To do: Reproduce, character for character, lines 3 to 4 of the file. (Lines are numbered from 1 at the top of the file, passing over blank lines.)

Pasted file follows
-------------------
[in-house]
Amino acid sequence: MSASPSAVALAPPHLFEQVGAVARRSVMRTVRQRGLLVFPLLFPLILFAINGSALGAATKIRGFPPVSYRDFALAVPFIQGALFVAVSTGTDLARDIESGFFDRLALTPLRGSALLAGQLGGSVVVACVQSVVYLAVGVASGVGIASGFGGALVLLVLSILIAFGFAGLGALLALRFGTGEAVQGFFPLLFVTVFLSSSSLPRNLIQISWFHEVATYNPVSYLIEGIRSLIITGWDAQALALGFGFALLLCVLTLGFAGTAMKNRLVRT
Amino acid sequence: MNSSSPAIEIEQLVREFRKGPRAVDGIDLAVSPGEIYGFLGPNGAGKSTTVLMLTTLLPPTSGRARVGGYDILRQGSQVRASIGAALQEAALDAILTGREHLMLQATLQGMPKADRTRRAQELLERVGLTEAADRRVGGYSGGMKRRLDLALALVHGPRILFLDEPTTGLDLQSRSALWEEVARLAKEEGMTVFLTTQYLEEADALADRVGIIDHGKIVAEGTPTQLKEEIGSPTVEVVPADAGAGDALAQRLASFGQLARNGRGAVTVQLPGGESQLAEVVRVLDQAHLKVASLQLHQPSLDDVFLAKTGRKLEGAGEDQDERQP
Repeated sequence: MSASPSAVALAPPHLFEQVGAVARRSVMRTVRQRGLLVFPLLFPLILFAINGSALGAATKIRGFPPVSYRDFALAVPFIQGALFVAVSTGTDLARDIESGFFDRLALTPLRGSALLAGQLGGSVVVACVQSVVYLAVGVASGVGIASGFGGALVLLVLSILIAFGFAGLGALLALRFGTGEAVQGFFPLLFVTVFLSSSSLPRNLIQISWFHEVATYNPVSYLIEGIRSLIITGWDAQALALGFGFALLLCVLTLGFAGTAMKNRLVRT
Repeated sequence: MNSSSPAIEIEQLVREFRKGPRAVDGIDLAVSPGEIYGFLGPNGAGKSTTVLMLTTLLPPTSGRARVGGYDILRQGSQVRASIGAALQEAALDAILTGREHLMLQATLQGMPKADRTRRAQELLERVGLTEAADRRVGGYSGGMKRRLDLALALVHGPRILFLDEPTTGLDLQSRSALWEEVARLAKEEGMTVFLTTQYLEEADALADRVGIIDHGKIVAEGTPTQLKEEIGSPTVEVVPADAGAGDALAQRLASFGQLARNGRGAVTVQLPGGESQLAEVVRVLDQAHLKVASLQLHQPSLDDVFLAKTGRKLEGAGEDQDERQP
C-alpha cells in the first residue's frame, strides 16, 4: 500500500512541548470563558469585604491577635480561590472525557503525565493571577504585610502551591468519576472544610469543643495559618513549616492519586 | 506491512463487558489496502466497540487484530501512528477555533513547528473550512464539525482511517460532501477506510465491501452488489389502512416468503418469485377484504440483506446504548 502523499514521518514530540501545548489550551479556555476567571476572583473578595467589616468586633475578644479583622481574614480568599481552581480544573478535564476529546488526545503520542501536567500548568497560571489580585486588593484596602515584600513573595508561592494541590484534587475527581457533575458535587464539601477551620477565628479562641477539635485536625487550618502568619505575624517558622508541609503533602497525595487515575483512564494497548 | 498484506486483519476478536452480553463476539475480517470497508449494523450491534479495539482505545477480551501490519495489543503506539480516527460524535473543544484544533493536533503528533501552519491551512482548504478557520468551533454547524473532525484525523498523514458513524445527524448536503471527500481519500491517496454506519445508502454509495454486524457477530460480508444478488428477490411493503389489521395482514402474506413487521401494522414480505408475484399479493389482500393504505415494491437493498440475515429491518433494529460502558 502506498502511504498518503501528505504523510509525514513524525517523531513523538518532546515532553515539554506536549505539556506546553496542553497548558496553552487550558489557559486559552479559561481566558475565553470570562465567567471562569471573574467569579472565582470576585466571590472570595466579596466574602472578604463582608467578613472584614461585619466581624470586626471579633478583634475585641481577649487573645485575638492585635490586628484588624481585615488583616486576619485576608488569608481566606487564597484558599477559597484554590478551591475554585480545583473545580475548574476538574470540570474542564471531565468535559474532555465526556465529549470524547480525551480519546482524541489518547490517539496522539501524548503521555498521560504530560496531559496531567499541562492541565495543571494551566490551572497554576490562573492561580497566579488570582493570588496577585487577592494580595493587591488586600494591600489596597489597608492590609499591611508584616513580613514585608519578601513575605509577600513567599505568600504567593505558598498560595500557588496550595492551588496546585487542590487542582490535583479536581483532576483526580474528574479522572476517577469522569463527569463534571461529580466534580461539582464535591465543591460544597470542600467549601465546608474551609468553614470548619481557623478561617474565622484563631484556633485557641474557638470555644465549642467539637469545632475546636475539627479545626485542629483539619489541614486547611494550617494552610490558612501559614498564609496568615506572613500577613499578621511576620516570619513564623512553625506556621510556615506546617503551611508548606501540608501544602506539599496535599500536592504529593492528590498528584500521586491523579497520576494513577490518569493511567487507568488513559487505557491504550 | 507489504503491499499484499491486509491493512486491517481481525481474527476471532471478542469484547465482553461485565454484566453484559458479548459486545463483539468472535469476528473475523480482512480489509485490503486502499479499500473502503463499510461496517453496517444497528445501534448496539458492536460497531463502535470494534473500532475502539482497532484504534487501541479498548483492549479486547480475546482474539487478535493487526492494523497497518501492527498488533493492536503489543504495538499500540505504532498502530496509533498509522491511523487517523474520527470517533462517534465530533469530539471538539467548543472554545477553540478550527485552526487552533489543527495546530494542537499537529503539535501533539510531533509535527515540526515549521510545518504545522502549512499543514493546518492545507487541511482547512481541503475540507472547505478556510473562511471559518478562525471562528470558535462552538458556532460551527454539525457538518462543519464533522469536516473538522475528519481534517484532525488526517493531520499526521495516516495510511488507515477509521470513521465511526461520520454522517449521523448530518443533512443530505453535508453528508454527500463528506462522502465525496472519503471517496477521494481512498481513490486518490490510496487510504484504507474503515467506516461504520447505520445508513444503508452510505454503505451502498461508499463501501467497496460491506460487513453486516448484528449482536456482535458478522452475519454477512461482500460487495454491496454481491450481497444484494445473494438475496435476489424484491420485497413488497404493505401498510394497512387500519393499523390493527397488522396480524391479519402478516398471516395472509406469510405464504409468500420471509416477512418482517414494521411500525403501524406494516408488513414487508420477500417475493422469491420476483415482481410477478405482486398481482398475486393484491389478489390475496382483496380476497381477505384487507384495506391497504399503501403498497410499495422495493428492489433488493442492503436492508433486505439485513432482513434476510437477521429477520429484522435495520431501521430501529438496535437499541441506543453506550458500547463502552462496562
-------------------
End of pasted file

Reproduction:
Amino acid sequence: MNSSSPAIEIEQLVREFRKGPRAVDGIDLAVSPGEIYGFLGPNGAGKSTTVLMLTTLLPPTSGRARVGGYDILRQGSQVRASIGAALQEAALDAILTGREHLMLQATLQGMPKADRTRRAQELLERVGLTEAADRRVGGYSGGMKRRLDLALALVHGPRILFLDEPTTGLDLQSRSALWEEVARLAKEEGMTVFLTTQYLEEADALADRVGIIDHGKIVAEGTPTQLKEEIGSPTVEVVPADAGAGDALAQRLASFGQLARNGRGAVTVQLPGGESQLAEVVRVLDQAHLKVASLQLHQPSLDDVFLAKTGRKLEGAGEDQDERQP
Repeated sequence: MSASPSAVALAPPHLFEQVGAVARRSVMRTVRQRGLLVFPLLFPLILFAINGSALGAATKIRGFPPVSYRDFALAVPFIQGALFVAVSTGTDLARDIESGFFDRLALTPLRGSALLAGQLGGSVVVACVQSVVYLAVGVASGVGIASGFGGALVLLVLSILIAFGFAGLGALLALRFGTGEAVQGFFPLLFVTVFLSSSSLPRNLIQISWFHEVATYNPVSYLIEGIRSLIITGWDAQALALGFGFALLLCVLTLGFAGTAMKNRLVRT